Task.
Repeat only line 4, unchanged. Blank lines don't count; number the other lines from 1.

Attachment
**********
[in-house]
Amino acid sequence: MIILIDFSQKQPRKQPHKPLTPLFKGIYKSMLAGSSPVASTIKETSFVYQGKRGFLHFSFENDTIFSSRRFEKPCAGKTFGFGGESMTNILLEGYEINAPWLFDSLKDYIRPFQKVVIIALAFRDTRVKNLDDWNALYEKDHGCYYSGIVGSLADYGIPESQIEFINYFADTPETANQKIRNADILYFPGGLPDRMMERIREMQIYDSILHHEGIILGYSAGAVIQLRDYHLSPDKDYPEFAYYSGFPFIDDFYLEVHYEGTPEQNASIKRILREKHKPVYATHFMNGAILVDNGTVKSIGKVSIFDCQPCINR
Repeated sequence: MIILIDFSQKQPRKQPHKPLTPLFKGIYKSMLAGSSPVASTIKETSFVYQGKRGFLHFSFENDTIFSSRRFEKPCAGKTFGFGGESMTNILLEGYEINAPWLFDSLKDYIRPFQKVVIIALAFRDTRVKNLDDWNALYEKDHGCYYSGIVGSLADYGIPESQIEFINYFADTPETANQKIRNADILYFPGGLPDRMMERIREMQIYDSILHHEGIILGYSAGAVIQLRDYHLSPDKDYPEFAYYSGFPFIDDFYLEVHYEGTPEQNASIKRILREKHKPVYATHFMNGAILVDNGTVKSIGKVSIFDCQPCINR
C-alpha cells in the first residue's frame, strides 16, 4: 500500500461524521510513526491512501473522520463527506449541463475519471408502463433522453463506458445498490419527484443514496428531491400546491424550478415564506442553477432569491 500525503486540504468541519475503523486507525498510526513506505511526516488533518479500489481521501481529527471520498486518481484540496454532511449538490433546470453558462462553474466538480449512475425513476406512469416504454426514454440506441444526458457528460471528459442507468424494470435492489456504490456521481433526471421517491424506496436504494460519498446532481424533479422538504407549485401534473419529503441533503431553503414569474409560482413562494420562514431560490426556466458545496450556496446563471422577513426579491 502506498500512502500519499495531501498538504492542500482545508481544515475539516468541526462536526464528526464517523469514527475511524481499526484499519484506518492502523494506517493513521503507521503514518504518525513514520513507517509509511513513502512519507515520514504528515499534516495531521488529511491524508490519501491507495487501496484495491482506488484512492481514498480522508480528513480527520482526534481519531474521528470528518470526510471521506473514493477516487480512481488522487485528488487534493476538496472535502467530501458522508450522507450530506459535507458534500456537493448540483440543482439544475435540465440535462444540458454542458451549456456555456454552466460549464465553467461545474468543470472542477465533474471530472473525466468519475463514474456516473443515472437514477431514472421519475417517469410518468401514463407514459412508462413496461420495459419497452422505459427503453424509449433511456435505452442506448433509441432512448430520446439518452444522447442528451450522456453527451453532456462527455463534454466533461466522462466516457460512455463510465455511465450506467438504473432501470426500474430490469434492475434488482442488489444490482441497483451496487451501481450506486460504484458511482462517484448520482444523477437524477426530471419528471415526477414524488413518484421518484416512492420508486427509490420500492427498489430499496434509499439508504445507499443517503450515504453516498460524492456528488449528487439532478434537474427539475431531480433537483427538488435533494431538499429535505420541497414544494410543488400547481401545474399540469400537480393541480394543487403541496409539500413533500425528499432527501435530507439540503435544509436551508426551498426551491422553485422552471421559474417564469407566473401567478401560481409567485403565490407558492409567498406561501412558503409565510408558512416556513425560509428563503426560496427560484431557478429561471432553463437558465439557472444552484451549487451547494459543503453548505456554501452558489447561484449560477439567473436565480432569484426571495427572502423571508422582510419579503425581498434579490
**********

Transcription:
C-alpha cells in the first residue's frame, strides 16, 4: 500500500461524521510513526491512501473522520463527506449541463475519471408502463433522453463506458445498490419527484443514496428531491400546491424550478415564506442553477432569491 500525503486540504468541519475503523486507525498510526513506505511526516488533518479500489481521501481529527471520498486518481484540496454532511449538490433546470453558462462553474466538480449512475425513476406512469416504454426514454440506441444526458457528460471528459442507468424494470435492489456504490456521481433526471421517491424506496436504494460519498446532481424533479422538504407549485401534473419529503441533503431553503414569474409560482413562494420562514431560490426556466458545496450556496446563471422577513426579491 502506498500512502500519499495531501498538504492542500482545508481544515475539516468541526462536526464528526464517523469514527475511524481499526484499519484506518492502523494506517493513521503507521503514518504518525513514520513507517509509511513513502512519507515520514504528515499534516495531521488529511491524508490519501491507495487501496484495491482506488484512492481514498480522508480528513480527520482526534481519531474521528470528518470526510471521506473514493477516487480512481488522487485528488487534493476538496472535502467530501458522508450522507450530506459535507458534500456537493448540483440543482439544475435540465440535462444540458454542458451549456456555456454552466460549464465553467461545474468543470472542477465533474471530472473525466468519475463514474456516473443515472437514477431514472421519475417517469410518468401514463407514459412508462413496461420495459419497452422505459427503453424509449433511456435505452442506448433509441432512448430520446439518452444522447442528451450522456453527451453532456462527455463534454466533461466522462466516457460512455463510465455511465450506467438504473432501470426500474430490469434492475434488482442488489444490482441497483451496487451501481450506486460504484458511482462517484448520482444523477437524477426530471419528471415526477414524488413518484421518484416512492420508486427509490420500492427498489430499496434509499439508504445507499443517503450515504453516498460524492456528488449528487439532478434537474427539475431531480433537483427538488435533494431538499429535505420541497414544494410543488400547481401545474399540469400537480393541480394543487403541496409539500413533500425528499432527501435530507439540503435544509436551508426551498426551491422553485422552471421559474417564469407566473401567478401560481409567485403565490407558492409567498406561501412558503409565510408558512416556513425560509428563503426560496427560484431557478429561471432553463437558465439557472444552484451549487451547494459543503453548505456554501452558489447561484449560477439567473436565480432569484426571495427572502423571508422582510419579503425581498434579490